Mecklenburg County Public Health

Mecklenburg County Public Health Data Walk - Illuminating Community Voice to Build Trust

On June 14, 2023, Next Stage had the honor of developing and facilitating The Data Walk for Meck Design Day in partnership with Mecklenburg County Public Health. This was an opportunity to discuss how community voice deepens work within neighborhoods, highlight assets that already exist within Mecklenburg County micro-geographies, and share the essential nature of building and cultivating trust. 

Periodically, local health data is collected and analyzed to examine overall health and quality of life outcomes specific to Mecklenburg County. Because of the pandemic, it’s been important to assess strengths, challenges, and assets as well as health disparities caused by Covid 19. Mecklenburg County Public Health (MCPH) presented a report entitled Connecting Communities: 2022 Community Health Assessment. The report was drafted and informed by healthcare systems and professionals, community-based organizations, residents, and public health for planning and improvement purposes to support a changing and diverse community.  

Based on the Community Health Assessment (CHA), the purpose and design of the data walk  focused on four key components which are noted below with additional factors brought forth and expanded upon in the report.

Access to Care/Healthy Pregnancy

Access to Care and Healthy Pregnancy were combined to reveal barriers to care. This was evident in the growing concern around Black Maternal Health as well as increased mortality rates for black infants. The report states,

“Black infants are more likely to die before their first birthday than white infants. Similar to the national rates, the county’s overall infant mortality rate has decreased over the past decade. However, the Black infant mortality rate is almost three times the White infant mortality.”

For the data walk, participants discussed the importance of prenatal and postnatal care, culturally relevant and sensitivity training, and resources.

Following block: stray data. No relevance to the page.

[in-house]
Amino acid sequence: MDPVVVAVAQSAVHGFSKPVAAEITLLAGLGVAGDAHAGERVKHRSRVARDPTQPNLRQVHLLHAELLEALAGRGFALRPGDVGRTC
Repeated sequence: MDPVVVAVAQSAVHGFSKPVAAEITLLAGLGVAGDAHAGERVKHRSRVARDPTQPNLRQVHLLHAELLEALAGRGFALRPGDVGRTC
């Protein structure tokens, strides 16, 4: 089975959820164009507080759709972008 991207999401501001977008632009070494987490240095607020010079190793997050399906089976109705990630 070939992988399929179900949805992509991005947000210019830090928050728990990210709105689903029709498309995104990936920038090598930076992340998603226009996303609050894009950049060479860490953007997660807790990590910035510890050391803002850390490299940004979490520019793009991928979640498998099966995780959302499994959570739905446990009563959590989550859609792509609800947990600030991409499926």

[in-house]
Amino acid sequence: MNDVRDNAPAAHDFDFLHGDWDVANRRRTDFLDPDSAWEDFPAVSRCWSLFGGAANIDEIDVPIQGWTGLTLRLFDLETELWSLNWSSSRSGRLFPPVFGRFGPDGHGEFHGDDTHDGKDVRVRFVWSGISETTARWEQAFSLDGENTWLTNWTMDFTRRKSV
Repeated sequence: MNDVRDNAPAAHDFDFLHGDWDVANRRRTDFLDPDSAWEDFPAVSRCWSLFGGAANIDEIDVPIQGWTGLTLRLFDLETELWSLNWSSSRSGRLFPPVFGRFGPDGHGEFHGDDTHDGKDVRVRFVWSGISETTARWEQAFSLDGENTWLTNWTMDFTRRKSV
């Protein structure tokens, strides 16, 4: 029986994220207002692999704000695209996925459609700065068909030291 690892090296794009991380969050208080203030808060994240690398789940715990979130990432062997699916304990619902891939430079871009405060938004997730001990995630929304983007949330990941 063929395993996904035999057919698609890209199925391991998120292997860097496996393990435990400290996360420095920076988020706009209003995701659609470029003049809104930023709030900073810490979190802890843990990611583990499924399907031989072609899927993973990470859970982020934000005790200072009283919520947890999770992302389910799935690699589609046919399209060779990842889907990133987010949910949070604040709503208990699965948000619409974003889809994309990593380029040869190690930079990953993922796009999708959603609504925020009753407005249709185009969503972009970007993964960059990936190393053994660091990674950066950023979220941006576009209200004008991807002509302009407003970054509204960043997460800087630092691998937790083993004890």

Chronic Disease

Chronic Disease was noted as expansive and covers heart disease, stroke, diabetes, cancer, obesity, and other ailments which limits activity, health function, and quality of life. The report shares,

“Chronic diseases account for seven of the ten leading causes of death. Heart disease and cancer are the first and second leading causes of death.”

For the data walk, diabetes was emphasized in terms of social determinants of health, systemic barriers to care, education and awareness, and the importance of healthy food and physical activity.

Mental Health

Given the strenuous nature of Covid-19 and its impact on youth, students in school, and adults. It was imperative to discuss mental and behavioral health and the long-term effects that this population in our community continue to face. Per the report,

“Behavioral health is a growing priority for youth and adults. One in five Mecklenburg adults report being diagnosed with depression; one in five Charlotte-Mecklenburg high school students reports seriously considering suicide in the past year.”

To unpack this data specific to youth and high school students,, a representative from Communities In Schools Charlotte shared case studies of what students experienced related to mental health episodes and challenges, affective grades performance and outlook and outlining essential resources to support them effectively.

Violence Prevention

Per the report,

“Homicide is the second leading cause of death for persons ages 15-24 in 2021. Between 2015 and 2020, 50% of homicides in Charlotte occurred in five zip codes (28205, 28206, 28208, 28215, and 28216.)”

For the data walk, just reading the June police blotter astonished the participants and caused stress and anxiety. The reaction was the same for MCPH staff who read the violent incidents. In posing the question,

“How might community violence affect a person’s health?”

responses included lack of safety, a normalization of crime and violent acts, increased anxiety, addiction, and trauma, desensitization, hopelessness, fear, etc.

Due to the magnitude of emotions and feelings shared in this space, the team led a breathing exercise to help participants feel supported and cared for.

Mecklenburg County Public Health led, conducted, facilitated, and gathered information for the respective sessions during the data walk with assistance from partners like Care Ring and Communities In Schools of Charlotte Mecklenburg, Inc. Using the assessment data to present the findings through the lens of lived experience, expert analysis, and thoughtful expressions encouraged audience participation during each session in an informative and inspirational way.